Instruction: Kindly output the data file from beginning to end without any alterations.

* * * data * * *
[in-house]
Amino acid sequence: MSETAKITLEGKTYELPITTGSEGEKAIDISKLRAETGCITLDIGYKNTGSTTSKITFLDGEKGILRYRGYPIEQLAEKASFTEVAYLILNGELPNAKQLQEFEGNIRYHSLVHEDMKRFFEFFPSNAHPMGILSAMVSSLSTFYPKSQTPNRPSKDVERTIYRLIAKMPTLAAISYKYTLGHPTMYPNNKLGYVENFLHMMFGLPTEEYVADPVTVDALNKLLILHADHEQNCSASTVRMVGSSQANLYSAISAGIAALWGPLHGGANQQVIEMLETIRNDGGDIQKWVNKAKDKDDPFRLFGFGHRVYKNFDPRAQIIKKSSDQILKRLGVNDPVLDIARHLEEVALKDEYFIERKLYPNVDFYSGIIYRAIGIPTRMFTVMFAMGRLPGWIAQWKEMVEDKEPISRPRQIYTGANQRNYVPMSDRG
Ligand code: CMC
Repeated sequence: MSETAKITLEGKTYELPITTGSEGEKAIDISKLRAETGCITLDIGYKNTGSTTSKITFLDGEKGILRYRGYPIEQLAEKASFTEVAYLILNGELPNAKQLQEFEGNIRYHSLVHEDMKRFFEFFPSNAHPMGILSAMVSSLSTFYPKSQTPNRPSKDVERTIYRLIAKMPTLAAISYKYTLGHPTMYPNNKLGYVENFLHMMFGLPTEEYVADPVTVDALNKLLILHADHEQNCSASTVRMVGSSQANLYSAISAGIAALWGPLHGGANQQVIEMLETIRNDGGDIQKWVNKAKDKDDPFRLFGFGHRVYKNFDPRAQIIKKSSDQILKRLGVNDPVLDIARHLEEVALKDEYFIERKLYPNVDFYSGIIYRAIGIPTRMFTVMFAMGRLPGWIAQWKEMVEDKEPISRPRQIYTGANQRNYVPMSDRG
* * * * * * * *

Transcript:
[in-house]
Amino acid sequence: MSETAKITLEGKTYELPITTGSEGEKAIDISKLRAETGCITLDIGYKNTGSTTSKITFLDGEKGILRYRGYPIEQLAEKASFTEVAYLILNGELPNAKQLQEFEGNIRYHSLVHEDMKRFFEFFPSNAHPMGILSAMVSSLSTFYPKSQTPNRPSKDVERTIYRLIAKMPTLAAISYKYTLGHPTMYPNNKLGYVENFLHMMFGLPTEEYVADPVTVDALNKLLILHADHEQNCSASTVRMVGSSQANLYSAISAGIAALWGPLHGGANQQVIEMLETIRNDGGDIQKWVNKAKDKDDPFRLFGFGHRVYKNFDPRAQIIKKSSDQILKRLGVNDPVLDIARHLEEVALKDEYFIERKLYPNVDFYSGIIYRAIGIPTRMFTVMFAMGRLPGWIAQWKEMVEDKEPISRPRQIYTGANQRNYVPMSDRG
Ligand code: CMC
Repeated sequence: MSETAKITLEGKTYELPITTGSEGEKAIDISKLRAETGCITLDIGYKNTGSTTSKITFLDGEKGILRYRGYPIEQLAEKASFTEVAYLILNGELPNAKQLQEFEGNIRYHSLVHEDMKRFFEFFPSNAHPMGILSAMVSSLSTFYPKSQTPNRPSKDVERTIYRLIAKMPTLAAISYKYTLGHPTMYPNNKLGYVENFLHMMFGLPTEEYVADPVTVDALNKLLILHADHEQNCSASTVRMVGSSQANLYSAISAGIAALWGPLHGGANQQVIEMLETIRNDGGDIQKWVNKAKDKDDPFRLFGFGHRVYKNFDPRAQIIKKSSDQILKRLGVNDPVLDIARHLEEVALKDEYFIERKLYPNVDFYSGIIYRAIGIPTRMFTVMFAMGRLPGWIAQWKEMVEDKEPISRPRQIYTGANQRNYVPMSDRG